The political legitimacy of the government must be established in a transparent manner for the benefit of the entire nation, Mustafa K Anuar writes.
A letter reportedly written by the longest-serving parliamentarian, Tengku Razaleigh Hamzah, on 25 September, urging Dewan Rakyat Speaker Azhar Azizan Harun to allow a no-confidence motion against Prime Minister Muhyiddin Yassin to be debated, made swift rounds on social media.
Similarly, Azhar’s reply, citing the standing orders that apparently put a heavy priority on government matters over other matters, trended on social media.
In a lengthy explanation later, Azhar insisted a speaker is not empowered to hasten such a motion until and unless the government consents to it – and, going by past practices, it is not likely it will see the light of day.
Obviously, these exchanges have triggered interest, curiosity and concern among Malaysians, whose lives have been affected, directly or otherwise, ever since the so-called Sheraton Move, which eventually toppled the Pakatan Harapan government in February.
The political climate of the country has never been so uncertain, while some people are already experiencing political fatigue.
Razaleigh wrote the letter on the heels of opposition leader Anwar Ibrahim’s public declaration on 23 September he had secured “strong, formidable and convincing” support from more than 120 MPs, indicating he was ready to take over the reins of power from Muhyiddin.
This has become a hot-button issue for many Malaysians because the political legitimacy of the government has been put into question.
It appears the Yang di-Pertuan Agong felt concerned enough about Anwar’s declaration to summon Razaleigh for consultation after meeting Anwar a few hours earlier.
This was apart from the reported invitations to leaders of political parties – the DAP’s Lim Guan Eng, Amanah’s Mohamed Sabu and Zahid Hamidi of Umno – to the Istana Negara.
The stakes were raised recently when Amanah communications director Khalid Samad said about 30 Umno MPs and some independents had chosen to throw their weight behind Anwar.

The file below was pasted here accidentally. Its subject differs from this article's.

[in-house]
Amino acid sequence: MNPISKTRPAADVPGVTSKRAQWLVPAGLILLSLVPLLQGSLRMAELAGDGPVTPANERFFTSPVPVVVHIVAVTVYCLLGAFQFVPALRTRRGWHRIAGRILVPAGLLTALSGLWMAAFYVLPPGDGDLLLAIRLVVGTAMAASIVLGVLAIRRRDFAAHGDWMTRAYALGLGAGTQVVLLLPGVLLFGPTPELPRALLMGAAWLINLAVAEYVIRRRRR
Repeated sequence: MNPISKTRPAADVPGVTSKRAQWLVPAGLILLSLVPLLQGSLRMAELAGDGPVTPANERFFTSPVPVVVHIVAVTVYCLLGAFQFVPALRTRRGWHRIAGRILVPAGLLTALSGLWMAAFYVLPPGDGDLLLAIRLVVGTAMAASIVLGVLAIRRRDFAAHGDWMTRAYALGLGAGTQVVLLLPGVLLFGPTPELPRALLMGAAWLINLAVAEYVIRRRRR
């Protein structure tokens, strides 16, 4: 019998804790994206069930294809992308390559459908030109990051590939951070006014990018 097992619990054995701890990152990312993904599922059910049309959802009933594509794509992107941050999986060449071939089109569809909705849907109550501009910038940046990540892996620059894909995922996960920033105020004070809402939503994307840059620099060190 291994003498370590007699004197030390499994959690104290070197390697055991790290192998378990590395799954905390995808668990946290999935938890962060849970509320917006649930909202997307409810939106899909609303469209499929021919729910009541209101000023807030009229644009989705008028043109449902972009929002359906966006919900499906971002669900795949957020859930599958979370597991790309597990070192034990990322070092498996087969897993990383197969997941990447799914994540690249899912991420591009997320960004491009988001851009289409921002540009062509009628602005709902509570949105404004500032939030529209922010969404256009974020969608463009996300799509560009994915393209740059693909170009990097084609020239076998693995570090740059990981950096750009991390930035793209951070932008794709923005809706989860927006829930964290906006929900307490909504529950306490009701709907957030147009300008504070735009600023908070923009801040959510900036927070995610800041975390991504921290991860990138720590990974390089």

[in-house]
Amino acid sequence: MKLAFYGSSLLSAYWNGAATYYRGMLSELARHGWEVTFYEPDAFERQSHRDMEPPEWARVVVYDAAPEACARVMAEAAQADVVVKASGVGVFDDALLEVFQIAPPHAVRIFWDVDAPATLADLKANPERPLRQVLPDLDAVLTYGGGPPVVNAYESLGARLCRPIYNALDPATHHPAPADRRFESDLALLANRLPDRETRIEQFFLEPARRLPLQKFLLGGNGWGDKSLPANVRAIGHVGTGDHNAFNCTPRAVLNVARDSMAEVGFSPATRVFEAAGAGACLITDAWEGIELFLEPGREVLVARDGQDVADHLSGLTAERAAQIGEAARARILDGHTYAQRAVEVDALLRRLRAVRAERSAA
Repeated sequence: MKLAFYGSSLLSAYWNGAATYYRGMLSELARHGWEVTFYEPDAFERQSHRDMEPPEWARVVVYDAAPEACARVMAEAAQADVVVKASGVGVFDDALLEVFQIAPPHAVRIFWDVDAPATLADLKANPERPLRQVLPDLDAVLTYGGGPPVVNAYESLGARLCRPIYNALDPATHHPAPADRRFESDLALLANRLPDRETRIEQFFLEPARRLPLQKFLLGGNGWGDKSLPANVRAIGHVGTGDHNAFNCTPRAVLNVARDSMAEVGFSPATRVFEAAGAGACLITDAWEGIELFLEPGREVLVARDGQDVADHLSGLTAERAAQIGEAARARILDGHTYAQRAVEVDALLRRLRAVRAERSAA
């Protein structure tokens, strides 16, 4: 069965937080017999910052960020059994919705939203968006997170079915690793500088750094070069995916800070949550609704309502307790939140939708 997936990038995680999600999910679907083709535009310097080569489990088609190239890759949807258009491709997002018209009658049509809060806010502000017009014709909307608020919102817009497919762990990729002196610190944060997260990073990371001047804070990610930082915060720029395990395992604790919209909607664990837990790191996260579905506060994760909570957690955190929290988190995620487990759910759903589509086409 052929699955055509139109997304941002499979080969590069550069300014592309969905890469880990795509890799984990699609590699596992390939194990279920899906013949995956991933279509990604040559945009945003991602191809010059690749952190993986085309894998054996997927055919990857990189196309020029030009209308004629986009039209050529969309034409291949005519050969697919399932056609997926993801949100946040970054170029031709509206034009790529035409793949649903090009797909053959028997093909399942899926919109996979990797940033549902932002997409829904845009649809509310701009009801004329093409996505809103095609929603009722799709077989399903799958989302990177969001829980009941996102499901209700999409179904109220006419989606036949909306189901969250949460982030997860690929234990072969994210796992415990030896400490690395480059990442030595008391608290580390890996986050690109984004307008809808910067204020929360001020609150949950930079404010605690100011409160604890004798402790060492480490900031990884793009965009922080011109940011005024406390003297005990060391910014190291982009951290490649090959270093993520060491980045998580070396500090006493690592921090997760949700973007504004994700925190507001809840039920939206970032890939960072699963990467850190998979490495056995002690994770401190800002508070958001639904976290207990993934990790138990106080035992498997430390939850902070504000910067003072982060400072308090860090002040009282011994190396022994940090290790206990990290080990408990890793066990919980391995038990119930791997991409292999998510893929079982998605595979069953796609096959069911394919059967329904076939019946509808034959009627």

As if this political cloudiness is not enough, the plot thickened with the rumour of Razaleigh himself aiming to wrest the post from Muhyiddin.
Such is the haziness that has engulfed many Malaysians that it warrants a concrete step from the government to clear the air.
One way – an honourable and democratic one at that – is for the Perikatan Nasional government to allow for a motion of no confidence to take place in the Dewan Rakyat as soon as possible.
The political legitimacy of the government must be established in a transparent manner for the benefit of the entire nation.
As a nation, we can no longer afford to be waylaid by political shenanigans and endless Machiavellian acts.
There is so much work to be done in a country that has been besieged by the scourge of the coronavirus. We must stay focused on placing concrete and effective measures to save lives amid the pandemic. The economy, after being battered by the pandemic, needs to be resuscitated as some businesses have gone bust, unemployment has spiked, and the poverty rate has escalated.
It is high time for the nation to rise above all these human misdemeanours so that it can walk with its head held high among the community of nations. Ordinary Malaysians would like our nation to take this path.